Monday, October 20, 2014

Robbie Fulks with Jon Langford & Sally Timms; October 20, 2014; The Hideout

Robbie Fulks recently joined the Mekons on a tour of the UK playing some truly unique and out of the way burgs, one of which was apparently only accessible by boat.  They returned with some great stories and a bunch of pictures.  So basically everyone at the Hideout tonight paid ten bucks to see their vacation photos, and no one was complaining.  There was lots of talk, and some singing.  "What was that, seven songs?" I teased Jon Langford after the show.  "It was nine," he replied mock indignantly, "as was agreed upon in the contract."  Add to the enjoyable company the fact that tour sponsor Lagunitas was supplying free IPA to everyone in the audience who wanted one (or more), and it was a pretty awesome evening.  Of course.

Saturday, October 18, 2014

The Hushdrops/Faux Fawn; October 18, 2014; Kiki’s House of Righteous Music

I don’t often book bands I haven’t seem, and it’s been years since I’ve booked a band I haven’t actually heard, but sometimes there are exceptions.  The only thing that I knew about the Hushdrops is that they had been around forever, though they seldom play and even less frequently release a record, and that drummer Joe Camarillo was one of the members.  Add to that the fact that Kelly Hogan was the one who sent them emphatically my way, and I said yes in a heartbeat.  In addition to Camarillo, who drums with the Waco Brothers, Skull Orchard and many others, the other band members keep busy too.  Lead singer/songwriter John San Juan has solo projects and a real job, while bassist Jim Shapiro is the drummer for Veruca Salt, who have recently been quite active.  Given the schedules, it’s no wonder they took so long between releases and why scheduling a tour can be a bit of a challenge.

Tomorrow Vol 2 followed volume one almost a decade later, and the double record set is an eclectic mix of classic rock ready anthems and catchy power pop.  Some instantly memorable, some harder to pin down.  Live they also varied from one end of the spectrum to the other, from polished rockers to gritty breakdowns.  While much of the time their vocals were smooth and harmonic, they could also be raw and cacophonic.  Though the latter might have as much to do with a bottle of Powers as it did with infrequency of playing.  Even when it didn’t sound amazing, it was still a ton of fun, and the just past awkward sized audience was enthusiastic about a band some of them hadn’t seen in years.

I was a bit at a loss of who to ask to open.  The only band that came to mind already had a gig, which was surprising since they don’t play that often.  Eventually I came up with Paul Otteson’s Faux Fawn.  They aren’t the same genre, but they are really good.  Vocalist Audre Rae is the newest member of the band, and an excellent addition.  Her grounded vocals serve to anchor Otteson’s almost too pretty voice.  Even more remarkably, she manages to keep up with him lyrically.  There are a lot of words in his songs, and she gets by with only a few glances at her page of notes.  The rhythm section is impeccable, the always smiling Luke Bassuener on drums and upright bassist Tom McCarty make for a formidable combo.  Otteson reminisced about his CD release show in the basement years earlier, and how Rae had been in the audience that night, “falling in love with the drummer.”  The two do make an adorable couple.  In fact, everything about Faux Fawn was perfect tonight.  My sound guy swooned over them, declaring his perfect show would be them and Team Awesome (who had played just a few weeks earlier).  Not a bad idea.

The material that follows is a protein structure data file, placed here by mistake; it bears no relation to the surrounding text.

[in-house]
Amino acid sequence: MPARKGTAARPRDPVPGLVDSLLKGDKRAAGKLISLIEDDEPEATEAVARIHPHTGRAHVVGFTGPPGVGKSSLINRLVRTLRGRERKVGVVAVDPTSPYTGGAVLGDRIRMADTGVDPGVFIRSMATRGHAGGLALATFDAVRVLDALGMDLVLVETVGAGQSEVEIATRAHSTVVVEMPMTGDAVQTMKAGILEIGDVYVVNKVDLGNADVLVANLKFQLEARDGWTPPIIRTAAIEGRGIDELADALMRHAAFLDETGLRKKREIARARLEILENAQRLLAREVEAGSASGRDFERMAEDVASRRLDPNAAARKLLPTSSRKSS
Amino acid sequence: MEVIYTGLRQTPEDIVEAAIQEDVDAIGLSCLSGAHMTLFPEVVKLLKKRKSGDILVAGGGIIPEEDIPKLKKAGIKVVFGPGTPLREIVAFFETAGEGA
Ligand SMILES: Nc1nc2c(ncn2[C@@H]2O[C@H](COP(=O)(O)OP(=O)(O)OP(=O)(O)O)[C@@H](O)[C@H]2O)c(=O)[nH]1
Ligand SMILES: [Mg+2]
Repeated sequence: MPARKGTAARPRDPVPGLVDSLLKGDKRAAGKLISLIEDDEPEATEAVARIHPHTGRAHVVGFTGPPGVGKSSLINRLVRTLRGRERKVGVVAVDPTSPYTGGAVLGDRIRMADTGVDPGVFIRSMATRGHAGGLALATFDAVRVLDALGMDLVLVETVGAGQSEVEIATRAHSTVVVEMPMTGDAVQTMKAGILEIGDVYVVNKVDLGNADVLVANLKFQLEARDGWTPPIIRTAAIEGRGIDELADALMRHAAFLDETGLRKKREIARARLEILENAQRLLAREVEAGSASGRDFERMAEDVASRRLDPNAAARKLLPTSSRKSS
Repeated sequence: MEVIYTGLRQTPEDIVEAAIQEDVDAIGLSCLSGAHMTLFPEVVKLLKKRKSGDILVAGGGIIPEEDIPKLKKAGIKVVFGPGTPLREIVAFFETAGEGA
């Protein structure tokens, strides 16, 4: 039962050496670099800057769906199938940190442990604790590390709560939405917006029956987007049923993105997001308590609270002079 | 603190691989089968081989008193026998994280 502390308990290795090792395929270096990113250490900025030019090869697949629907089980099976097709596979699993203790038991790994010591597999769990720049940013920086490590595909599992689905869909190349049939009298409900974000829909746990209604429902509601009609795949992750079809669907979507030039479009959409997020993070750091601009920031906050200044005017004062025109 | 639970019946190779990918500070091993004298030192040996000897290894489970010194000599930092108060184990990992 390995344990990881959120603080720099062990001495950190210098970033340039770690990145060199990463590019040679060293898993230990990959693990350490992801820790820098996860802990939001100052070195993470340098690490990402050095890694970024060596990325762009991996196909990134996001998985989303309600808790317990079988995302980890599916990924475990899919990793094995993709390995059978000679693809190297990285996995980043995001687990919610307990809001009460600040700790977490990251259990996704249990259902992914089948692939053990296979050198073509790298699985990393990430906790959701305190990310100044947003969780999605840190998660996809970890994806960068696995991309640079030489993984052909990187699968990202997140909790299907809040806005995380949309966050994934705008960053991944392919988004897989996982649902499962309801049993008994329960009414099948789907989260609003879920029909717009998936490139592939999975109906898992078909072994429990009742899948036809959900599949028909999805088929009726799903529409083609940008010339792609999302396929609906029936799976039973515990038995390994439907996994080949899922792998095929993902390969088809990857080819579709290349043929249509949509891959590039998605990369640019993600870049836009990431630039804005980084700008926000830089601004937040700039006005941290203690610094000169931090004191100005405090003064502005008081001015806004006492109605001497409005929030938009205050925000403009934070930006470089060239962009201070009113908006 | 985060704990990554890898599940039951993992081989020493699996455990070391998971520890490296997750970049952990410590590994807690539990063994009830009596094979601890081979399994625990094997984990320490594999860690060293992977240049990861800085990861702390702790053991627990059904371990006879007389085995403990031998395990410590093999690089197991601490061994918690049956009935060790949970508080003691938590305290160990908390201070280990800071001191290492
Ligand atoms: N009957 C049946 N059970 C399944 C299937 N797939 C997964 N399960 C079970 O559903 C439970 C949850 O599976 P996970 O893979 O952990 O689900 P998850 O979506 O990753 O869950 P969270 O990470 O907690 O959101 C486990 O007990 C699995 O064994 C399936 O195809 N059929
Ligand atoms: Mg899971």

Faux Fawn

The Hushdrops

Friday, October 17, 2014

Dick the Bruiser/Sinking Suns; October 17, 2015; The Frequency

What to do when vocal issues keep you from singing your own songs?  Why you bring in a ringer of course.  The much-loved Dick the Bruiser hadn't played a show in quite awhile when they hit upon this brilliant idea.  I missed the first installment where Michelle Shinker of Bes Monde took over the mike, but I was there to see Chris Vance do his best in the unenviable position of singing DtB songs with them as his backing band.  It was different of course, but also pretty great.  And I'll take that over no Dick the Bruiser at all.

Sinking Suns

Dick the Bruiser with Chris Vance

Wednesday, October 15, 2014

Communion with the Whigs, Field Report and the Water Liars; October 15, 2015; The Frequency

It's a well-known, and somewhat embarrassing, fact that I am ridiculously devoted to my Wednesday night volleyball team.  When the choice comes between seeing a band I love and playing, volleyball almost always wins (I claim it's so that my team doesn't know how good they are without me).  However, if the Water Liars hadn't just been at my house a few months earlier, I definitely would have gotten a sub tonight.  I hurried down there as fast as I could after our match only to find that they had just finished.  It wasn't a total waste of time, I still got to see the always-earnest Field Report (a great Wisconsin band making a name for themselves) and the powerhouse rock of the Whigs.  Both were good, but I would have traded them for a couple Water Liars songs, or a handful of magic beans.

The Whigs

Tuesday, October 14, 2014

Rural Alberta Advantage/July Talk; October 14, 2014; The Metro

The last time the Rural Alberta Advantage played Chicago it was a sold out show at Lincoln Hall back in January, so a jump to the Metro on the heels of their excellent new release Mended in Gold seemed logical.  It wasn't anywhere near sold out, but there was a quite decent, and very enthusiastic, crowd that pressed to the the front of the stage for their set.  The band undoubtedly owes a debt to Neutral Milk Hotel, but lucky for us they've already exceeded that band's output and live performances.  It's a unique sound that owes everything to the three band members.  Front and center is lead singer Nils Edenloff's fantastically unique voice, which has a polarizing love it or hate it effect on people.  In my case it is positively swoon-worthy.  Keyboardist Amy Cole also handles backing vocals, her voice pairing intriguingly with Edenloff's, as well as additional percussion and the bass pedals that take the place of a fourth band member.  It's a testament to drummer Paul Banwatt's importance that he sets up in line with the other two at the front of the stage instead of behind them.  The set was a great mix of old and new, each song meeting with unilateral approval from the crowd.  They haven't let the move to bigger venues stop them from playing their last song from the floor in the middle of the crowd.  A reverent hush allowed everyone in the room to hear every note.  A warming farewell before we headed back out into the rain and cold with smiles on our faces.